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The real heroes of war just don't talk about it


A suburban judge is being bashed from all directions because he falsely claimed to have been awarded the Medal of Honor.

He contritely says he did it during a period of his life when his brains were addled by booze.

Whatever his reasons, I don't know why so many people are upset. Telling tall war stories has always been a popular pastime among some veterans -- especially those who never heard anything louder than a drill sergeant's voice.

A pretty good measure of how much or how little danger a guy faced was how much or how little he talked about it.

Those who talk the most usually did the least. And those who did the most say the least.

A few years ago, when there was a big gathering and parade of Vietnam vets in Chicago, several of them wound up in a bar near the newspapers.

One of them, in old Army fatigues and a scraggly beard, loudly went on about all the hell he had been through, the slacker hippies who had taunted him upon his return, and the nightmares he still had every night.

A very big guy who had said almost nothing, finally asked the beard what outfit he had been in.

The beard tossed out an answer.

The big guy nodded and said: "Oh, yeah, you guys were in that operation at . . ." And he gave the name of a Vietnam jungle or village or whatever it was. "Your outfit got torn up bad there. But you did a heck of a job."

The beard nodded solemnly. "Yeah, that was a tough one, a real tough one."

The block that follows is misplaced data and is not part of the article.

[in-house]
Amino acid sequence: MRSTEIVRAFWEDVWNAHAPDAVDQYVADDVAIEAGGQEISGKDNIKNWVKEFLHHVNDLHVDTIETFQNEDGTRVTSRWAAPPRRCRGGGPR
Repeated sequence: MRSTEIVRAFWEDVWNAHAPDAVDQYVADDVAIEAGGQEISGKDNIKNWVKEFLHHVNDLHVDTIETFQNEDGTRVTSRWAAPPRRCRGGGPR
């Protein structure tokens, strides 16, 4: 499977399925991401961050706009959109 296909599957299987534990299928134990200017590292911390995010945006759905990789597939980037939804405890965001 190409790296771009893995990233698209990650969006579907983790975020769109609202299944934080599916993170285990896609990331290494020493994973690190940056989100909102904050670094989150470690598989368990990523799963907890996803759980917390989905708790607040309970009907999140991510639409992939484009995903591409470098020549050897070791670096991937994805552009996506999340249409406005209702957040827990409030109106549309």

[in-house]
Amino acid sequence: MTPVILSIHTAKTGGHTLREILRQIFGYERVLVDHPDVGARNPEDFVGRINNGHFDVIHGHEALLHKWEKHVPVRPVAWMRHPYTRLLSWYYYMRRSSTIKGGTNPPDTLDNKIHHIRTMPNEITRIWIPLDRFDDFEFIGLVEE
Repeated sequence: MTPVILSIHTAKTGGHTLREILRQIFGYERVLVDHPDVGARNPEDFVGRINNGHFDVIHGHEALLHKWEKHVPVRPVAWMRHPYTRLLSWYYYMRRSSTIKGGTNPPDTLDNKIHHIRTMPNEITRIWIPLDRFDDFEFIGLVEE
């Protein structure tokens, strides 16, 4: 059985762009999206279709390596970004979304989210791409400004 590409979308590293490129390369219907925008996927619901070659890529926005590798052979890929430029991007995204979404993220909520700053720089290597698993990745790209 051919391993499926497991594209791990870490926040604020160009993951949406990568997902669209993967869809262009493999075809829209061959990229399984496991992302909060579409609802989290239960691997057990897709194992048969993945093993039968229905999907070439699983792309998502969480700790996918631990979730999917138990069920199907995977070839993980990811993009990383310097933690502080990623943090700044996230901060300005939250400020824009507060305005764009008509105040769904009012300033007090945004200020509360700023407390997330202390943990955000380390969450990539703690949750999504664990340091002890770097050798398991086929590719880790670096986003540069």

The big guy laughed and said: "Hey, you phony, there's no such place. I made that up. You're full of . . ."

The beard was out the door.

Then there was the downstate Illinois politician who had actually won the Medal of Honor for singlehandedly taking on a bunch of German tanks and troops.

He not only didn't talk about it, but when I once wrote about the specifics of his amazing heroism, he got so angry he threatened to punch me out.

Some time later, I was talking to a judge who was a lifelong friend of the hero-politician. When I expressed awe at his exploits and puzzlement at his anger, the judge said:

"I'll tell you why he reacted that way. You didn't know the whole story of how he won the medal. The night before that battle, his outfit liberated a village where they found a big supply of cognac. He got drunk as hell. He was still loaded during the battle. He would have never done all that crazy stuff if he was sober."

And I remember meeting a man who was one of my heroes: Col. Frank Gabreski, one of the leading fighter pilot aces of the air war in Europe.

He landed at our base for a stopover and my job was to bring him and his luggage to the transient officers quarters.

When we got to his rooms, I put his luggage down and started to say something like: "Colonel, sir, I'd just like to say that I've read about what you did and you are . . ."

I didn't finish. He glared at the floor, glared at me, and said: "Get somebody in here to clean this dump up -- now!"

So I learned a valuable lesson from my elders who had been in World War II about talking or clamming up.

When the Korean War ended, I came back without having done any harm to the enemy. And they were nice enough to have done nothing more than give me a few nervous moments.

"How was it over there?" a friend or a relative would ask.

While squinting into the distance, I'd take a deep breath, exhale slowly, and wearily shake my head.

Then I'd rub my eyes and quietly say: "Look, I'd rather not talk about it, OK? I just don't want to talk about it."

"Sure, sure," they'd nervously say, "I understand. Just take it easy."

So the judge didn't have to go to all the bother of buying a medal and trying to get a hero's license plate.

The old "I don't want to talk about it" trick worked every time. And if you could master the distant squint, young ladies were always impressed. There was something to be said for being


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